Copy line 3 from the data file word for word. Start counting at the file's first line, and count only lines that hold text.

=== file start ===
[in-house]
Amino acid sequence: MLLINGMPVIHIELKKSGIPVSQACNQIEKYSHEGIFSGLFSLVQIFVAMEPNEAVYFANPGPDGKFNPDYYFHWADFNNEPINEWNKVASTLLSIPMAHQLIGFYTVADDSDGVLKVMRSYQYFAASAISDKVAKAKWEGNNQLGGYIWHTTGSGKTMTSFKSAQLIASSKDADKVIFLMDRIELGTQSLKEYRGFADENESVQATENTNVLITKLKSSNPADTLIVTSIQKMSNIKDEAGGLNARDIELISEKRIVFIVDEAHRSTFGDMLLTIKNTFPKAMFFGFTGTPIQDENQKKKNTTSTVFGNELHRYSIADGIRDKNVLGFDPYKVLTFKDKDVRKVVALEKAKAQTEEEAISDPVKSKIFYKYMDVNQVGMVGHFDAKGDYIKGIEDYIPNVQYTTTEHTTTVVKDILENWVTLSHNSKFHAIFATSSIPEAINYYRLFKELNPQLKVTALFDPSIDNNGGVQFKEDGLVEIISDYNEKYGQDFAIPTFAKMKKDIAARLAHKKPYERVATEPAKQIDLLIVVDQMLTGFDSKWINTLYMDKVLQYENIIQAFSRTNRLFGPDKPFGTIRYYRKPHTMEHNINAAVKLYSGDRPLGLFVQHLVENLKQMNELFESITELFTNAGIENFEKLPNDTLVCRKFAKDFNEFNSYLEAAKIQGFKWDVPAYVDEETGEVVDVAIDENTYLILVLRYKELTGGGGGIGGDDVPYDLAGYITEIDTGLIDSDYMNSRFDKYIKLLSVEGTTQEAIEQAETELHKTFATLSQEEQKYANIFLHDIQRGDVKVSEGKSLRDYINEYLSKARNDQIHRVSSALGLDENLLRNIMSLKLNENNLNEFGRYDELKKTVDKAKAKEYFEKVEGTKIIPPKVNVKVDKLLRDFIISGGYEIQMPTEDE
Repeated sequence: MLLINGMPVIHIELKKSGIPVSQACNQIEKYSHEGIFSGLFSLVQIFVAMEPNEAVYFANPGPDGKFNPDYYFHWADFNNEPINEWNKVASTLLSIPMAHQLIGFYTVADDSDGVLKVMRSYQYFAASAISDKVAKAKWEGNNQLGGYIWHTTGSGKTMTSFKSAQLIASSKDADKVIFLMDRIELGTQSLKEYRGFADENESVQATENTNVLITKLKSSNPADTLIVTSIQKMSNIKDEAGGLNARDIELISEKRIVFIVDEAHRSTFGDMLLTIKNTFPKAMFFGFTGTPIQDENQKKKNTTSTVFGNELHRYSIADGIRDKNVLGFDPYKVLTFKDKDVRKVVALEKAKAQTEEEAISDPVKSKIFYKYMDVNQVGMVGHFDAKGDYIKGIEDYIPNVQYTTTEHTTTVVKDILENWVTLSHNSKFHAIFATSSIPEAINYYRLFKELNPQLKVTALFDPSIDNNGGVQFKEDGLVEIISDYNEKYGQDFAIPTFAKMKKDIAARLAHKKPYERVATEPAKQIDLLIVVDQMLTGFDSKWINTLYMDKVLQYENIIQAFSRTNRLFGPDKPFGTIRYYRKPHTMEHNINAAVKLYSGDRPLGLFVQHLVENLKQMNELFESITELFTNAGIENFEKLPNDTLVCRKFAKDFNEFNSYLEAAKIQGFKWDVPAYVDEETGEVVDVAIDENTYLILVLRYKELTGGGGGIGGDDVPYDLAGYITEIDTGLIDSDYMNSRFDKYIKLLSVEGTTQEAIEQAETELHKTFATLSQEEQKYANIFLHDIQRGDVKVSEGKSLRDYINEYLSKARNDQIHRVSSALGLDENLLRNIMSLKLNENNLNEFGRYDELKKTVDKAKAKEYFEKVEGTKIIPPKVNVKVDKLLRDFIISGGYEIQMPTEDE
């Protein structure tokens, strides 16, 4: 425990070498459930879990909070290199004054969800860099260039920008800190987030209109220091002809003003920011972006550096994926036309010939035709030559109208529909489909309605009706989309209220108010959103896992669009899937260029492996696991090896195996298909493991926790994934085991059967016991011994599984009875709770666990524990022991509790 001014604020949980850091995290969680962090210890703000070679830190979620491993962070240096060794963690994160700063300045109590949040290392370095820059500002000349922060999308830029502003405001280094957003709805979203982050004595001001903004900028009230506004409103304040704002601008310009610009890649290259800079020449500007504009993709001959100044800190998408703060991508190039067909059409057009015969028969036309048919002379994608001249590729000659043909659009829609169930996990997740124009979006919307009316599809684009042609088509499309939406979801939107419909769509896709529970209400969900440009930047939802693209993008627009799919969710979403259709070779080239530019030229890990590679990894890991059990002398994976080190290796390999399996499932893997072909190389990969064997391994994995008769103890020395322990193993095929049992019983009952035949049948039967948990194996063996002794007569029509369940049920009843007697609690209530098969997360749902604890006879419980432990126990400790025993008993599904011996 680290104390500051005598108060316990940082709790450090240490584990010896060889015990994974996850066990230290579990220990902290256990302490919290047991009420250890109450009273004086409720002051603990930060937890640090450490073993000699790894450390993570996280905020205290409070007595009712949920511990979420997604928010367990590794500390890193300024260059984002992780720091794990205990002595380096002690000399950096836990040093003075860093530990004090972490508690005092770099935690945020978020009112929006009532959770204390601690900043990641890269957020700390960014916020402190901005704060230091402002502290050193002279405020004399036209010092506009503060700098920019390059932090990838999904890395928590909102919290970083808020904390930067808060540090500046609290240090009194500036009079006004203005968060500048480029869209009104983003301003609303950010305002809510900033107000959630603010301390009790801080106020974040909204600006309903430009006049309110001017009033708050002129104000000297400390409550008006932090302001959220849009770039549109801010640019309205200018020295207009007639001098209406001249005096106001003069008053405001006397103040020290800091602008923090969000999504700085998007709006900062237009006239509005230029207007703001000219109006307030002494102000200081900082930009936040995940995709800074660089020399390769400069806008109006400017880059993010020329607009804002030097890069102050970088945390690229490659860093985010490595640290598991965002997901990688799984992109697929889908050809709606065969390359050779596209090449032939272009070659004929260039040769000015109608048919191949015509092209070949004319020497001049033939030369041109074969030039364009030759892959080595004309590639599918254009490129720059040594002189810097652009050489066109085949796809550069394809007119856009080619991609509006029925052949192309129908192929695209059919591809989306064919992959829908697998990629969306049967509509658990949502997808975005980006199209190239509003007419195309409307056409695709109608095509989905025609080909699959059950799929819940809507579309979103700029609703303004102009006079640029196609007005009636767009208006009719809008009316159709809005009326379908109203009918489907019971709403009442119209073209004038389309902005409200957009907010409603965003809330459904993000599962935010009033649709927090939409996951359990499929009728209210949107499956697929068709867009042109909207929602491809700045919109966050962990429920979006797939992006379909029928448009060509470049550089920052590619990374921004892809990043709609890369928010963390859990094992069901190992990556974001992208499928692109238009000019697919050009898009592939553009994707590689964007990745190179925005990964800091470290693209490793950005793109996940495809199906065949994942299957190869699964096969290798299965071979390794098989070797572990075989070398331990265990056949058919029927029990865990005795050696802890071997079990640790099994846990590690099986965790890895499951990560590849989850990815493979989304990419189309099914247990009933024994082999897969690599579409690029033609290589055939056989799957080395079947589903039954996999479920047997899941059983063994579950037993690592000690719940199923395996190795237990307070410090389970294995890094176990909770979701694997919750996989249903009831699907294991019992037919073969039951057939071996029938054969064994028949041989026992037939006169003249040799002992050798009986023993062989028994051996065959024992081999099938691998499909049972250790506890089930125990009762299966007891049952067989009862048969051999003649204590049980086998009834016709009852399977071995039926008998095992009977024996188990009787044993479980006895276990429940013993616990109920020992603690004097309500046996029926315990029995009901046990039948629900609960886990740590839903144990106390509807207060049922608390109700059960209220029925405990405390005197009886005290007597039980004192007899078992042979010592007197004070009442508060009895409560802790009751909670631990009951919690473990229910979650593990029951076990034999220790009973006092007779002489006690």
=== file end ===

Repeated sequence: MLLINGMPVIHIELKKSGIPVSQACNQIEKYSHEGIFSGLFSLVQIFVAMEPNEAVYFANPGPDGKFNPDYYFHWADFNNEPINEWNKVASTLLSIPMAHQLIGFYTVADDSDGVLKVMRSYQYFAASAISDKVAKAKWEGNNQLGGYIWHTTGSGKTMTSFKSAQLIASSKDADKVIFLMDRIELGTQSLKEYRGFADENESVQATENTNVLITKLKSSNPADTLIVTSIQKMSNIKDEAGGLNARDIELISEKRIVFIVDEAHRSTFGDMLLTIKNTFPKAMFFGFTGTPIQDENQKKKNTTSTVFGNELHRYSIADGIRDKNVLGFDPYKVLTFKDKDVRKVVALEKAKAQTEEEAISDPVKSKIFYKYMDVNQVGMVGHFDAKGDYIKGIEDYIPNVQYTTTEHTTTVVKDILENWVTLSHNSKFHAIFATSSIPEAINYYRLFKELNPQLKVTALFDPSIDNNGGVQFKEDGLVEIISDYNEKYGQDFAIPTFAKMKKDIAARLAHKKPYERVATEPAKQIDLLIVVDQMLTGFDSKWINTLYMDKVLQYENIIQAFSRTNRLFGPDKPFGTIRYYRKPHTMEHNINAAVKLYSGDRPLGLFVQHLVENLKQMNELFESITELFTNAGIENFEKLPNDTLVCRKFAKDFNEFNSYLEAAKIQGFKWDVPAYVDEETGEVVDVAIDENTYLILVLRYKELTGGGGGIGGDDVPYDLAGYITEIDTGLIDSDYMNSRFDKYIKLLSVEGTTQEAIEQAETELHKTFATLSQEEQKYANIFLHDIQRGDVKVSEGKSLRDYINEYLSKARNDQIHRVSSALGLDENLLRNIMSLKLNENNLNEFGRYDELKKTVDKAKAKEYFEKVEGTKIIPPKVNVKVDKLLRDFIISGGYEIQMPTEDE